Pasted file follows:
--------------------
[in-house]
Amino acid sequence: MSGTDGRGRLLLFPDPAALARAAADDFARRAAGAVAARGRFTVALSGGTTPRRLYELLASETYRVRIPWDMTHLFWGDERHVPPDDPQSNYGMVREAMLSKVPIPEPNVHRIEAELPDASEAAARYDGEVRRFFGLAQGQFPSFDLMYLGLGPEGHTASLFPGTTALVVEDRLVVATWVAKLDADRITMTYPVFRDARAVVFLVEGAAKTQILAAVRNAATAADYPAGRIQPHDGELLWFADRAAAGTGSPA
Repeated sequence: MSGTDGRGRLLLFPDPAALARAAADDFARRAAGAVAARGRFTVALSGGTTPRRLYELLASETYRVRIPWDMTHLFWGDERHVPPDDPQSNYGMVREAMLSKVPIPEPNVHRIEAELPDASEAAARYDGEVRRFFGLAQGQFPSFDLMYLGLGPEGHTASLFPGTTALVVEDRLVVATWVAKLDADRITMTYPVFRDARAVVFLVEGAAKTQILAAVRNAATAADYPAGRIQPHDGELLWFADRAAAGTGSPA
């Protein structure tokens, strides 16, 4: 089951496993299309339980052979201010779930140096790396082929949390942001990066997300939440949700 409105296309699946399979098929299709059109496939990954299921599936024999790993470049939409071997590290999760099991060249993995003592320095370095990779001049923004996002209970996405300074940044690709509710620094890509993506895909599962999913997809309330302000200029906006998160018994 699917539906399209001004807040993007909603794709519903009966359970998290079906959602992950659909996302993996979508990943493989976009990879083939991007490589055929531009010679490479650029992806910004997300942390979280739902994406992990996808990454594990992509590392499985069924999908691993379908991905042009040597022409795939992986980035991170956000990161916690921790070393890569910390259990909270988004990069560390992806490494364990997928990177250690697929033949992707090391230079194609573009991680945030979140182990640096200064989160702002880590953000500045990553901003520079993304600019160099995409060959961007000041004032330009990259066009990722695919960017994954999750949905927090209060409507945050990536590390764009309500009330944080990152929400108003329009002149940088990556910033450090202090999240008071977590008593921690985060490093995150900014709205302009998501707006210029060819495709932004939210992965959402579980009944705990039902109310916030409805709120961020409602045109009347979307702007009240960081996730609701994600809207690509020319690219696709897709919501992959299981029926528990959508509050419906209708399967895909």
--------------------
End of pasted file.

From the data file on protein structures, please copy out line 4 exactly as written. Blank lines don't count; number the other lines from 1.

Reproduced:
């Protein structure tokens, strides 16, 4: 089951496993299309339980052979201010779930140096790396082929949390942001990066997300939440949700 409105296309699946399979098929299709059109496939990954299921599936024999790993470049939409071997590290999760099991060249993995003592320095370095990779001049923004996002209970996405300074940044690709509710620094890509993506895909599962999913997809309330302000200029906006998160018994 699917539906399209001004807040993007909603794709519903009966359970998290079906959602992950659909996302993996979508990943493989976009990879083939991007490589055929531009010679490479650029992806910004997300942390979280739902994406992990996808990454594990992509590392499985069924999908691993379908991905042009040597022409795939992986980035991170956000990161916690921790070393890569910390259990909270988004990069560390992806490494364990997928990177250690697929033949992707090391230079194609573009991680945030979140182990640096200064989160702002880590953000500045990553901003520079993304600019160099995409060959961007000041004032330009990259066009990722695919960017994954999750949905927090209060409507945050990536590390764009309500009330944080990152929400108003329009002149940088990556910033450090202090999240008071977590008593921690985060490093995150900014709205302009998501707006210029060819495709932004939210992965959402579980009944705990039902109310916030409805709120961020409602045109009347979307702007009240960081996730609701994600809207690509020319690219696709897709919501992959299981029926528990959508509050419906209708399967895909």